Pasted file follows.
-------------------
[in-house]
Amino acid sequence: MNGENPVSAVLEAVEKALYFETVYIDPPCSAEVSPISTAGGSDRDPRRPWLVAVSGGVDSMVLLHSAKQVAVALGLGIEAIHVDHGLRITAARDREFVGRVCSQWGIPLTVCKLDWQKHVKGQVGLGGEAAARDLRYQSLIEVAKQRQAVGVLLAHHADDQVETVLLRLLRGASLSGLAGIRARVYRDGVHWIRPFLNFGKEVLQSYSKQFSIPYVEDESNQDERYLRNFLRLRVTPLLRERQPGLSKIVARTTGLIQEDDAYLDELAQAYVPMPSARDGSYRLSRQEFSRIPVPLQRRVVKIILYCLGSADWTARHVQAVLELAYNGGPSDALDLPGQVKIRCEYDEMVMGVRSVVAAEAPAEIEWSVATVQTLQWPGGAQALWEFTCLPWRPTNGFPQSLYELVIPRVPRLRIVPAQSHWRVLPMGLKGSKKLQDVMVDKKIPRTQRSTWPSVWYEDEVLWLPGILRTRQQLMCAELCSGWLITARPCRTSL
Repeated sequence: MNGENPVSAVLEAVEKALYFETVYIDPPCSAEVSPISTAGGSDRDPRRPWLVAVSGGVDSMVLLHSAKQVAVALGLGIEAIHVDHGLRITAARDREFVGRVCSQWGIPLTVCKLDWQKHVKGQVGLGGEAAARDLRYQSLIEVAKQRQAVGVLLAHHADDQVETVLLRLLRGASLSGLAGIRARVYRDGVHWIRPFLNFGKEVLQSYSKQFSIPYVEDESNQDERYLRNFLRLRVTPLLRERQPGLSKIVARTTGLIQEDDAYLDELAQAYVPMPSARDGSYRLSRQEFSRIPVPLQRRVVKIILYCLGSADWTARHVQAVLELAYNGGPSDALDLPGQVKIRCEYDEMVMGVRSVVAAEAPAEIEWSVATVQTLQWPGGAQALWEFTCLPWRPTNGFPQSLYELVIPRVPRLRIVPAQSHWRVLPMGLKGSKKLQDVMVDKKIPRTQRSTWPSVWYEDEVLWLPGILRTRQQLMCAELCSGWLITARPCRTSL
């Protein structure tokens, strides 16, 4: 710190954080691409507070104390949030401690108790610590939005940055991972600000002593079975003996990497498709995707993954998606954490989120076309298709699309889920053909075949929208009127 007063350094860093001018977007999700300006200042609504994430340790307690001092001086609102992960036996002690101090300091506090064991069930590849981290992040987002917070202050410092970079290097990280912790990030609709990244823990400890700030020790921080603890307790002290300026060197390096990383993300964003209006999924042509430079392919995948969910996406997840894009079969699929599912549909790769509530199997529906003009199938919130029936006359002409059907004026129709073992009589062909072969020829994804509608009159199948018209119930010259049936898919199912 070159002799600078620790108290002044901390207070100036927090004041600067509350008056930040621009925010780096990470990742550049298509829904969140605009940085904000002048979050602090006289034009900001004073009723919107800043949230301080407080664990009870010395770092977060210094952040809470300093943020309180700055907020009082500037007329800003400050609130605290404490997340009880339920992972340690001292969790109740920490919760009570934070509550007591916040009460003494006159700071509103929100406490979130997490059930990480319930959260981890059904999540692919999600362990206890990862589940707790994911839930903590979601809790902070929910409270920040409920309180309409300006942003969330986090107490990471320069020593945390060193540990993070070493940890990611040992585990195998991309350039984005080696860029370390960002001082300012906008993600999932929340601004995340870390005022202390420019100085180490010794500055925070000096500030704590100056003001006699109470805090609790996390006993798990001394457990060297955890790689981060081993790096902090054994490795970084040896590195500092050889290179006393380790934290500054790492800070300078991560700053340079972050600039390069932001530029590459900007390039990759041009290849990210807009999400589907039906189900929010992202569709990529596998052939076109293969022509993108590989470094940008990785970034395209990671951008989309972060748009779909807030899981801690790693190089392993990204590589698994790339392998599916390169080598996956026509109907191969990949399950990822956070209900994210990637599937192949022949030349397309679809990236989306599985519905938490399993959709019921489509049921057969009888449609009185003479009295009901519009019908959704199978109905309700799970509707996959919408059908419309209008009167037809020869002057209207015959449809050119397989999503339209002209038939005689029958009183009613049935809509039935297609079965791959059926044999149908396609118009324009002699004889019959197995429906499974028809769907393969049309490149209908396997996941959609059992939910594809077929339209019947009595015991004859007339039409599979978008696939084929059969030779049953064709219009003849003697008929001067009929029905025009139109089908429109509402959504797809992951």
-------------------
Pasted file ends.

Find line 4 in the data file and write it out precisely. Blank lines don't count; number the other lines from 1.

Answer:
């Protein structure tokens, strides 16, 4: 710190954080691409507070104390949030401690108790610590939005940055991972600000002593079975003996990497498709995707993954998606954490989120076309298709699309889920053909075949929208009127 007063350094860093001018977007999700300006200042609504994430340790307690001092001086609102992960036996002690101090300091506090064991069930590849981290992040987002917070202050410092970079290097990280912790990030609709990244823990400890700030020790921080603890307790002290300026060197390096990383993300964003209006999924042509430079392919995948969910996406997840894009079969699929599912549909790769509530199997529906003009199938919130029936006359002409059907004026129709073992009589062909072969020829994804509608009159199948018209119930010259049936898919199912 070159002799600078620790108290002044901390207070100036927090004041600067509350008056930040621009925010780096990470990742550049298509829904969140605009940085904000002048979050602090006289034009900001004073009723919107800043949230301080407080664990009870010395770092977060210094952040809470300093943020309180700055907020009082500037007329800003400050609130605290404490997340009880339920992972340690001292969790109740920490919760009570934070509550007591916040009460003494006159700071509103929100406490979130997490059930990480319930959260981890059904999540692919999600362990206890990862589940707790994911839930903590979601809790902070929910409270920040409920309180309409300006942003969330986090107490990471320069020593945390060193540990993070070493940890990611040992585990195998991309350039984005080696860029370390960002001082300012906008993600999932929340601004995340870390005022202390420019100085180490010794500055925070000096500030704590100056003001006699109470805090609790996390006993798990001394457990060297955890790689981060081993790096902090054994490795970084040896590195500092050889290179006393380790934290500054790492800070300078991560700053340079972050600039390069932001530029590459900007390039990759041009290849990210807009999400589907039906189900929010992202569709990529596998052939076109293969022509993108590989470094940008990785970034395209990671951008989309972060748009779909807030899981801690790693190089392993990204590589698994790339392998599916390169080598996956026509109907191969990949399950990822956070209900994210990637599937192949022949030349397309679809990236989306599985519905938490399993959709019921489509049921057969009888449609009185003479009295009901519009019908959704199978109905309700799970509707996959919408059908419309209008009167037809020869002057209207015959449809050119397989999503339209002209038939005689029958009183009613049935809509039935297609079965791959059926044999149908396609118009324009002699004889019959197995429906499974028809769907393969049309490149209908396997996941959609059992939910594809077929339209019947009595015991004859007339039409599979978008696939084929059969030779049953064709219009003849003697008929001067009929029905025009139109089908429109509402959504797809992951």